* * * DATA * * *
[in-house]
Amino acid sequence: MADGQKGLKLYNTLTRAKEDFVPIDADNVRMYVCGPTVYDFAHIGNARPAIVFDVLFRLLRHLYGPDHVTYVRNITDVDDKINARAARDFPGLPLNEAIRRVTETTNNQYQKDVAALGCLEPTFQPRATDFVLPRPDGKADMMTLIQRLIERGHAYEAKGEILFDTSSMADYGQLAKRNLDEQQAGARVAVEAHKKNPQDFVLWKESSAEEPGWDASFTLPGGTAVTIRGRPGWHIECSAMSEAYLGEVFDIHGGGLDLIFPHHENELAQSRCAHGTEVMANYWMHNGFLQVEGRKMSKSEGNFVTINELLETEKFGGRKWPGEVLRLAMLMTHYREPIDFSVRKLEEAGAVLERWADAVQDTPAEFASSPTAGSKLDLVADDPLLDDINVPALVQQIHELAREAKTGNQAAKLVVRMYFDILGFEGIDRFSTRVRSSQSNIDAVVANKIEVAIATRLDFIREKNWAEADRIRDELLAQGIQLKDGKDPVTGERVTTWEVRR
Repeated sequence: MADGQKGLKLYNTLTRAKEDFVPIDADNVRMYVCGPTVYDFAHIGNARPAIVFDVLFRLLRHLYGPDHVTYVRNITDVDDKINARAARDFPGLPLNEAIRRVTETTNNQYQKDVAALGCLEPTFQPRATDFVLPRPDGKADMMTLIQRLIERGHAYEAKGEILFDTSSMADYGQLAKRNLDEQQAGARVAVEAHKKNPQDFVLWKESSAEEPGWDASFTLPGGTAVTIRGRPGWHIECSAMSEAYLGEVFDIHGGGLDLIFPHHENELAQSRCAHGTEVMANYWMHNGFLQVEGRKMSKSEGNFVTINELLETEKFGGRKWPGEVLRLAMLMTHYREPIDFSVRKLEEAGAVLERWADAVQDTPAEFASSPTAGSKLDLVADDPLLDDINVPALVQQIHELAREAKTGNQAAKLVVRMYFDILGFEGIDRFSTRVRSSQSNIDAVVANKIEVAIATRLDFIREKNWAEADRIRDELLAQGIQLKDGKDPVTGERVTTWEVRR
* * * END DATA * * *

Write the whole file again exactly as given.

[in-house]
Amino acid sequence: MADGQKGLKLYNTLTRAKEDFVPIDADNVRMYVCGPTVYDFAHIGNARPAIVFDVLFRLLRHLYGPDHVTYVRNITDVDDKINARAARDFPGLPLNEAIRRVTETTNNQYQKDVAALGCLEPTFQPRATDFVLPRPDGKADMMTLIQRLIERGHAYEAKGEILFDTSSMADYGQLAKRNLDEQQAGARVAVEAHKKNPQDFVLWKESSAEEPGWDASFTLPGGTAVTIRGRPGWHIECSAMSEAYLGEVFDIHGGGLDLIFPHHENELAQSRCAHGTEVMANYWMHNGFLQVEGRKMSKSEGNFVTINELLETEKFGGRKWPGEVLRLAMLMTHYREPIDFSVRKLEEAGAVLERWADAVQDTPAEFASSPTAGSKLDLVADDPLLDDINVPALVQQIHELAREAKTGNQAAKLVVRMYFDILGFEGIDRFSTRVRSSQSNIDAVVANKIEVAIATRLDFIREKNWAEADRIRDELLAQGIQLKDGKDPVTGERVTTWEVRR
Repeated sequence: MADGQKGLKLYNTLTRAKEDFVPIDADNVRMYVCGPTVYDFAHIGNARPAIVFDVLFRLLRHLYGPDHVTYVRNITDVDDKINARAARDFPGLPLNEAIRRVTETTNNQYQKDVAALGCLEPTFQPRATDFVLPRPDGKADMMTLIQRLIERGHAYEAKGEILFDTSSMADYGQLAKRNLDEQQAGARVAVEAHKKNPQDFVLWKESSAEEPGWDASFTLPGGTAVTIRGRPGWHIECSAMSEAYLGEVFDIHGGGLDLIFPHHENELAQSRCAHGTEVMANYWMHNGFLQVEGRKMSKSEGNFVTINELLETEKFGGRKWPGEVLRLAMLMTHYREPIDFSVRKLEEAGAVLERWADAVQDTPAEFASSPTAGSKLDLVADDPLLDDINVPALVQQIHELAREAKTGNQAAKLVVRMYFDILGFEGIDRFSTRVRSSQSNIDAVVANKIEVAIATRLDFIREKNWAEADRIRDELLAQGIQLKDGKDPVTGERVTTWEVRR